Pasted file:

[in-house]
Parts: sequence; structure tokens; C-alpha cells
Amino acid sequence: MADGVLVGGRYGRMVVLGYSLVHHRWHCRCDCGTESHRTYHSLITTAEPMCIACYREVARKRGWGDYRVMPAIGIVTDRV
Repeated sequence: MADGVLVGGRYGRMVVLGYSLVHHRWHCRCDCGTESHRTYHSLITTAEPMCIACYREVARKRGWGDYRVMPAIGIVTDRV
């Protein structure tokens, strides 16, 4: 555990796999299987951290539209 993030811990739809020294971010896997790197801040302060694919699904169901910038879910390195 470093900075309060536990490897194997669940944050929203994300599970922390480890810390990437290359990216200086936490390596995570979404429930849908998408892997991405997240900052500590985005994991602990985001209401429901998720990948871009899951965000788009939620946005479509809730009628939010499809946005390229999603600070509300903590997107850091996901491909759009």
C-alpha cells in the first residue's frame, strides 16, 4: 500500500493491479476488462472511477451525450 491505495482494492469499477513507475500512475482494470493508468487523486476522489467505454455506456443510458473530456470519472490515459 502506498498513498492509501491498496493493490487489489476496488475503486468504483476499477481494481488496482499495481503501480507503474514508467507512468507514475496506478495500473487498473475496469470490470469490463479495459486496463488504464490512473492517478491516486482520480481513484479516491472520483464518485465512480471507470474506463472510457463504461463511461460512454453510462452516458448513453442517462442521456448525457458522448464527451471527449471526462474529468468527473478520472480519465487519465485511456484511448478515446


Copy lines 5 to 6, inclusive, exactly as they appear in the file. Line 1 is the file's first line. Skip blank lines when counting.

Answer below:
């Protein structure tokens, strides 16, 4: 555990796999299987951290539209 993030811990739809020294971010896997790197801040302060694919699904169901910038879910390195 470093900075309060536990490897194997669940944050929203994300599970922390480890810390990437290359990216200086936490390596995570979404429930849908998408892997991405997240900052500590985005994991602990985001209401429901998720990948871009899951965000788009939620946005479509809730009628939010499809946005390229999603600070509300903590997107850091996901491909759009």
C-alpha cells in the first residue's frame, strides 16, 4: 500500500493491479476488462472511477451525450 491505495482494492469499477513507475500512475482494470493508468487523486476522489467505454455506456443510458473530456470519472490515459 502506498498513498492509501491498496493493490487489489476496488475503486468504483476499477481494481488496482499495481503501480507503474514508467507512468507514475496506478495500473487498473475496469470490470469490463479495459486496463488504464490512473492517478491516486482520480481513484479516491472520483464518485465512480471507470474506463472510457463504461463511461460512454453510462452516458448513453442517462442521456448525457458522448464527451471527449471526462474529468468527473478520472480519465487519465485511456484511448478515446